argues that newly discovered evidence is “anticipated to come” via his pending discovery
motions. Docket no. 161 at 7. This is not sufficient—a movant must show the existence of
evidence that is material and controlling, not hypothesize that he might produce such evidence if
further discovery is conducted.
Barroso also states in his objections that the judgment—and all other orders in this case—
entered by Judge Hudspeth were set aside. Id. at 8. However, as the Court has already explained
for reasons stated in its previous Order, they were not. Docket no. 143 at 6 (“Having concluded
that Judge Hudspeth was not removed for bias, and Plaintiff’s “appearance of bias” argument
also fails, this Court concludes that the orders previously entered in this case are not required to
be set aside and vacated.”). The judgment was not vacated and therefore the deadline began to
run the day it was issued, not at some later point in time.
Finally, Barroso’s Reply also provides a citation to Rule 60(b)(3). Docket no. 148 at 6.
Federal Rule of Civil Procedure 60(b)(3) states that a court may offer relief from a final
judgment due to “fraud . . . , misrepresentation, or misconduct by an opposing party.” Fed. R.
Civ. P. 60(b)(3). However, other than the citation to the rule, Barroso provides no further
information. The Court concludes that Barroso’s Motion for New Trial is untimely filed. This
alone is enough to warrant denial.
Barroso’s Substantive Arguments
But even if the Court had concluded that the Motion for New Trial was timely filed,
Barroso has not shown that he is entitled to relief under Rule 59(e). A motion under Rule 59(e)
“calls into question the correctness of a judgment.” Templet v. Hydrochem, Inc., 367 F.3d 473,
479 (5th Cir. 2004); In re Transtexas Gas Corp., 303 F.3d 571, 581 (5th Cir. 2002). There are
three grounds for altering or amending a judgment under a Rule 59(e) motion: (1) to correct a
manifest error of law or fact, (2) to account for newly discovered evidence, or (3) to
accommodate an intervening change in the controlling law. Schiller v. Physicians Resource
Group Inc., 342 F.3d 563, 567 (5th Cir. 2003) (internal quotations omitted). Importantly, the
Fifth Circuit has explained that a Rule 59(e) motion “is not the proper vehicle for rehashing
evidence, legal theories, or arguments that could have been offered or raised before the entry of
judgment.” Templet, 367 F.3d at 478–79; see also Alvarado v. Tex. Rangers, No. EP–03–CA–
0305–FM, 2005 WL 1420846, at *2 (W.D. Tex. June 14, 2005) (“A Rule 59(e) motion is not
proper to re-litigate matters that have been resolved to the movant’s dissatisfaction and plaintiff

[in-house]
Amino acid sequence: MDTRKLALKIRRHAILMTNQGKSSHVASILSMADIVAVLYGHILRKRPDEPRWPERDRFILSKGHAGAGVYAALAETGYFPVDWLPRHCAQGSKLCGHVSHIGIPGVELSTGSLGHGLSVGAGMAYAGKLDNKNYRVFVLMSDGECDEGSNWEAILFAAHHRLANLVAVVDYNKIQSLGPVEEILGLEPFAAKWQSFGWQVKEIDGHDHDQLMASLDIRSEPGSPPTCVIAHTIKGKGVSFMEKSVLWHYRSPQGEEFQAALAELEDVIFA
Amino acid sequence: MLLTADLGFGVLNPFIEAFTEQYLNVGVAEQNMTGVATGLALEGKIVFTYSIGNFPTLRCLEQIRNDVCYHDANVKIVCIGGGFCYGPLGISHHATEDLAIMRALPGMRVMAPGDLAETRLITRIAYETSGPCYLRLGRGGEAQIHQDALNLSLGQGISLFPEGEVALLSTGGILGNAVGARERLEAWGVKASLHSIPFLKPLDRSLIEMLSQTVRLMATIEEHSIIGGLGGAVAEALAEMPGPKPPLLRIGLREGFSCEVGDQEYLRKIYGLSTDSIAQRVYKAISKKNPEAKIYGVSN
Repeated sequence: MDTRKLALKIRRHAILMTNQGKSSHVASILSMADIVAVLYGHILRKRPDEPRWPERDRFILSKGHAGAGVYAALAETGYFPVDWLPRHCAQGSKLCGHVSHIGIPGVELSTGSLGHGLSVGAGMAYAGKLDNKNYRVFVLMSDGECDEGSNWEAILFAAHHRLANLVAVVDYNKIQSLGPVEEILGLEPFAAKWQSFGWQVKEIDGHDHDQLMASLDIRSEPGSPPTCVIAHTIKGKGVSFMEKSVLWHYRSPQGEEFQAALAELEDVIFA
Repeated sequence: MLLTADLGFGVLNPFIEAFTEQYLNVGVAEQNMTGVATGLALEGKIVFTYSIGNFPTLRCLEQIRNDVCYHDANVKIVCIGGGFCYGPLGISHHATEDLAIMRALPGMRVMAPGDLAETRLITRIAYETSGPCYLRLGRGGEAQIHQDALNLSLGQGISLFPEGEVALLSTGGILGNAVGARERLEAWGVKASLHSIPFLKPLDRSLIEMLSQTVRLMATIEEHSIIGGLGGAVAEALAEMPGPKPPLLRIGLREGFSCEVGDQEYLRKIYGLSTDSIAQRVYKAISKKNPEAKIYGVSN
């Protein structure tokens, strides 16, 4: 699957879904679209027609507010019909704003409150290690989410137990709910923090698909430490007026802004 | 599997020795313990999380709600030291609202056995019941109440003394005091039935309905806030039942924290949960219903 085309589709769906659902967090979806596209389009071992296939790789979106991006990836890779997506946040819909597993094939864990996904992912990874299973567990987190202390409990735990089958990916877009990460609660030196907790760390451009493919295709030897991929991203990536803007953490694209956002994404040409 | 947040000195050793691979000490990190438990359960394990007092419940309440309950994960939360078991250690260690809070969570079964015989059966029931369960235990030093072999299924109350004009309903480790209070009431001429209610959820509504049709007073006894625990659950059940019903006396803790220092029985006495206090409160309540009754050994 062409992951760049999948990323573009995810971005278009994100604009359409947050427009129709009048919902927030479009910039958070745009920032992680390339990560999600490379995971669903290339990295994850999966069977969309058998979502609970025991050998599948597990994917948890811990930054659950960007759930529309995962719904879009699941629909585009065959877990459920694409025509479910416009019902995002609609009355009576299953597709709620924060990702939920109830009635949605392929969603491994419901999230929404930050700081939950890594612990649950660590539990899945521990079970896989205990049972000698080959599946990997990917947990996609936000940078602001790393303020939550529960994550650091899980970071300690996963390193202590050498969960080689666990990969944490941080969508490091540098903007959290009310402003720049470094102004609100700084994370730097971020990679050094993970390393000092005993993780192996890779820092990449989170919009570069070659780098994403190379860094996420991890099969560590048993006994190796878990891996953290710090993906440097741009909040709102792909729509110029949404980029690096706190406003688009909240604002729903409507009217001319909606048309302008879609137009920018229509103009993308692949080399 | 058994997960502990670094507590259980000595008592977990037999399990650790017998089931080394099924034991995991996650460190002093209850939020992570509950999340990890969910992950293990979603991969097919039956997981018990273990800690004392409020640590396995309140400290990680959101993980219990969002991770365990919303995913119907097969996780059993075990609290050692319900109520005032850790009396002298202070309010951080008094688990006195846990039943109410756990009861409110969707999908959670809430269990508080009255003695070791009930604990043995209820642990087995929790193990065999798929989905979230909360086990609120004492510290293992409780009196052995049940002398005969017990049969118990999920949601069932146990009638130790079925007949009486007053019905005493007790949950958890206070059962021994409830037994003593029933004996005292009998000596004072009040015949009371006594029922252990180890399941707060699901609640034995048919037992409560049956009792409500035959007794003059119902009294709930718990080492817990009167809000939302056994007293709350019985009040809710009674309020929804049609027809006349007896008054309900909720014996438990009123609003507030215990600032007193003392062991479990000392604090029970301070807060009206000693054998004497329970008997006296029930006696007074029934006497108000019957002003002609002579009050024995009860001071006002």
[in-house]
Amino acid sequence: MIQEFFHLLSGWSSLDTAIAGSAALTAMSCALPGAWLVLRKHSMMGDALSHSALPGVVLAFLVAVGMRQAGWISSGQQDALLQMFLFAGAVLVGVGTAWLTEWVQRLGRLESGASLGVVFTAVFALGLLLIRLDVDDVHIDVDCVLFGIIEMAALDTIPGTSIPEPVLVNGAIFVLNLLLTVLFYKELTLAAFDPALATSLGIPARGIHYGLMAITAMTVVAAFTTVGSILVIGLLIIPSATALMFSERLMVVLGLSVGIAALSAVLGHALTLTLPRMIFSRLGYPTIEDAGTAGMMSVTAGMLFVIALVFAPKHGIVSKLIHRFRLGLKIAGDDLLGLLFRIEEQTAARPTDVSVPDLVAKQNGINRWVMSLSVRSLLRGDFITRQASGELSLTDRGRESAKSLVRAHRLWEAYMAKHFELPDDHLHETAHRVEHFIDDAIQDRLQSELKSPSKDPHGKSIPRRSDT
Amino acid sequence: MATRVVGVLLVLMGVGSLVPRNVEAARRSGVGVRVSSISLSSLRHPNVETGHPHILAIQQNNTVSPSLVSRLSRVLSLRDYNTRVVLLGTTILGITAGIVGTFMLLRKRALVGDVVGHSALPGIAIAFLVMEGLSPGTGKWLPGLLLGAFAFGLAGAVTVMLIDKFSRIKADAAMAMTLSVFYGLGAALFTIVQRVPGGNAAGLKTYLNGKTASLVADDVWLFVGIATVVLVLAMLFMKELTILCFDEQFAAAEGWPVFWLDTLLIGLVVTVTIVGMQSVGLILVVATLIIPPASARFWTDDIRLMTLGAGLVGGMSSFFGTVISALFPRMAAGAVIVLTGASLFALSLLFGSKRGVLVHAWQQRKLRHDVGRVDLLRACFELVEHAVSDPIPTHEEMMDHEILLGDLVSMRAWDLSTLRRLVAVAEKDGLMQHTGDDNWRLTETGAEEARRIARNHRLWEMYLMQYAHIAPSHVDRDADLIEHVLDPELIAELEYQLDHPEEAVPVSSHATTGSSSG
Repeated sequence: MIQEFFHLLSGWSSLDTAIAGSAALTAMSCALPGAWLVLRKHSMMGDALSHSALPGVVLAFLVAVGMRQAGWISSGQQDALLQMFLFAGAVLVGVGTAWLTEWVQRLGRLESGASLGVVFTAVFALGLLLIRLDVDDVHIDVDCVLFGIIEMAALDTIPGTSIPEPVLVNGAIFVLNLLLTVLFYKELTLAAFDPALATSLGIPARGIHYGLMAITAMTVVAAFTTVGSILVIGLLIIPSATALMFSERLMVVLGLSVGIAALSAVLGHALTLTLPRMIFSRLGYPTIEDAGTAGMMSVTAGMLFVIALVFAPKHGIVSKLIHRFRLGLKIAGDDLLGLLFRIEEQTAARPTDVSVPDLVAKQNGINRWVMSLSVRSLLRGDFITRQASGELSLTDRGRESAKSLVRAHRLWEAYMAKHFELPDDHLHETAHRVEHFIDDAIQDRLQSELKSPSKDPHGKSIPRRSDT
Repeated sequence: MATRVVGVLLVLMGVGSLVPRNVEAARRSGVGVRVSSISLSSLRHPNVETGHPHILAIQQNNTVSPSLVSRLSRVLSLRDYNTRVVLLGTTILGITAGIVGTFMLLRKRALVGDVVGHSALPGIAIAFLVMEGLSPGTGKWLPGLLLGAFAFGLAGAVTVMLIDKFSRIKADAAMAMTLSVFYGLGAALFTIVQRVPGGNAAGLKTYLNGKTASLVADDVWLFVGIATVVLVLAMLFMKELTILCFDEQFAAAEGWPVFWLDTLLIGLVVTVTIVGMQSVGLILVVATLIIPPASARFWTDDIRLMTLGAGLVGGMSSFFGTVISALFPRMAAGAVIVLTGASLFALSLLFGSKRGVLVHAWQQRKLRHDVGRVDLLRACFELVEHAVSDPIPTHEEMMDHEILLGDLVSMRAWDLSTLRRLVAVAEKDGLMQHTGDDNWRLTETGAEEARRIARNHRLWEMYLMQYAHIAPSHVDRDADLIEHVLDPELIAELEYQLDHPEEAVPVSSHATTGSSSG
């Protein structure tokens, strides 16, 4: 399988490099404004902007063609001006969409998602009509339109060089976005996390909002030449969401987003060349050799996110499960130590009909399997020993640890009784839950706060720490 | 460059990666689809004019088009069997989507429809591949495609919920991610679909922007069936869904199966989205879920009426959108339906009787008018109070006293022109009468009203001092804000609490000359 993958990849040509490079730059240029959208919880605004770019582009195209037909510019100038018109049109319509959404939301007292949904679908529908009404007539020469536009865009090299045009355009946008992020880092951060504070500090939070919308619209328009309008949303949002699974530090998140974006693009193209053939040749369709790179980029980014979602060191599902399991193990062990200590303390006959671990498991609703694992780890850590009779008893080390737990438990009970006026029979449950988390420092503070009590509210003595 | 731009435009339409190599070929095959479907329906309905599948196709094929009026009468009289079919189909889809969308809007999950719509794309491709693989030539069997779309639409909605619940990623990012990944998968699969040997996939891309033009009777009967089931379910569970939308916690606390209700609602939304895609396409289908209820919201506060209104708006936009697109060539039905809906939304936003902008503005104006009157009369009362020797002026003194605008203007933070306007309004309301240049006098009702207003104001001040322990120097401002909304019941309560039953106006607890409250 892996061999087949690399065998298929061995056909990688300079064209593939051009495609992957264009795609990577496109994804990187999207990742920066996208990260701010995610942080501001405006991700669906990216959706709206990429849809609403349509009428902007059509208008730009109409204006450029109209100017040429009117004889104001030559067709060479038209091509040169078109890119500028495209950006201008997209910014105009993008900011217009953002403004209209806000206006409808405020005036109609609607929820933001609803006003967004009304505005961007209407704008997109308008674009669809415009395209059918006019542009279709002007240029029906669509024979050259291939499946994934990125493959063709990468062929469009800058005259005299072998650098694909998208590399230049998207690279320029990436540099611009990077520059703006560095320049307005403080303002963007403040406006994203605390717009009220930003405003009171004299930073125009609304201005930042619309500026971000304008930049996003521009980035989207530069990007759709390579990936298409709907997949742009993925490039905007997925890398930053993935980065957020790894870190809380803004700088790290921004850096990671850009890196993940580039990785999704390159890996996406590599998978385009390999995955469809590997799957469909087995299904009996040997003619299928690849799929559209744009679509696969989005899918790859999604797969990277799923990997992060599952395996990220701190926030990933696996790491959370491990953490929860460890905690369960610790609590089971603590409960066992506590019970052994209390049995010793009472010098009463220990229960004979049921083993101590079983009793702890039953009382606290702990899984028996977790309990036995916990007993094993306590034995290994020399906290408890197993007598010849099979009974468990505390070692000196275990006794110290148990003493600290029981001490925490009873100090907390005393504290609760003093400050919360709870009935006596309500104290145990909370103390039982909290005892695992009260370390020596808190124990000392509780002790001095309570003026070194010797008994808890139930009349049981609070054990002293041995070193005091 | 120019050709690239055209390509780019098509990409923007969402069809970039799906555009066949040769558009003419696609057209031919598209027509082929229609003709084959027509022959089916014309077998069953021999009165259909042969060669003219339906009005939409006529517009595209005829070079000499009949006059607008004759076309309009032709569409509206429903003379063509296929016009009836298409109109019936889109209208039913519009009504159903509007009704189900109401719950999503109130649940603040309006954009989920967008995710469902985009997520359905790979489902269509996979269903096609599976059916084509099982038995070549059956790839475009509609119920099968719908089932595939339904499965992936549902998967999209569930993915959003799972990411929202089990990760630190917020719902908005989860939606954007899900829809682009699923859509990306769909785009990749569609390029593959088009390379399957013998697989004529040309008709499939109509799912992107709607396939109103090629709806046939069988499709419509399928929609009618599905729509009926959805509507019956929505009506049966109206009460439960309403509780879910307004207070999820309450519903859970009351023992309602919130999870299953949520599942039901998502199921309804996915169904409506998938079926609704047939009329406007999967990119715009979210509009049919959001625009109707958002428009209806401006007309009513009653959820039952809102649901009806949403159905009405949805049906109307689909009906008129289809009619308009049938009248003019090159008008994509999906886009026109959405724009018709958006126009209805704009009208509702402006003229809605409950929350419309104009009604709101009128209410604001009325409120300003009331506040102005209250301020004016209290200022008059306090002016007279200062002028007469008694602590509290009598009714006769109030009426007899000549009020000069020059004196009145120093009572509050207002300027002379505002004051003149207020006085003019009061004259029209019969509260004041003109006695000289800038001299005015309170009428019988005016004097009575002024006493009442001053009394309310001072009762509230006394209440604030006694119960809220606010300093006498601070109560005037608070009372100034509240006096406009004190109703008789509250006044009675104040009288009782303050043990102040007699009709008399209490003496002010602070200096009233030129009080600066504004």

cannot have a ‘second bite at the apple’ on the same issues that were previously addressed by the
parties and [the] Court.”).
A Rule 59(e) motion to alter or amend a judgment is an
“extraordinary remedy that should be used sparingly” by the courts. Templet, 367 F.3d at 479.
Barroso has failed to establish any of the three grounds for altering or amending a
judgment under Rule 59(e). In his Motion for New Trial, he presents eight arguments. First, he
states that he is entitled to a new trial because the “March Order was properly filed and entered
on the Court records.” Docket no. 145 at 2. However, the fact that the March judgment was
entered into the Court’s records is irrelevant—it did not permit Defendants to release Barroso.
The March judgment contained an error in Barroso’s time served credits that would have
required Defendants to keep Barroso in jail. See docket no. 145-1. Furthermore, the existence of
the March judgment on the state court’s docket is immaterial. The usual procedure was that it
should have been transmitted to the Bexar County Adult Detention Center and as Judge
Hudspeth explained in his Order, that did not occur in this case. Docket no. 126 at 3. This
negligence served as the crux of Judge Hudspeth’s reasoning. The presence of the judgment on
the docket does not constitute a fact “of such a nature that . . . would probably change the
outcome” in this case. See Infusion Resources, Inc. v. Minimed, Inc., 351 F.3d 688, 696–97 (5th
Cir. 2003). Thus, Barroso is not entitled to relief under Rule 59(e) on these grounds.
Second, Barroso argues that this Court “misinterprets Chief Judge Biery’s Order” and
was incorrect in its determination that Judge Hudspeth’s orders are not required to be set aside.
Docket no. 145 at 4. Barroso seems to contend that because the Court simply used language
about whether or not Judge Hudspeth was biased, as opposed to whether or not he presented a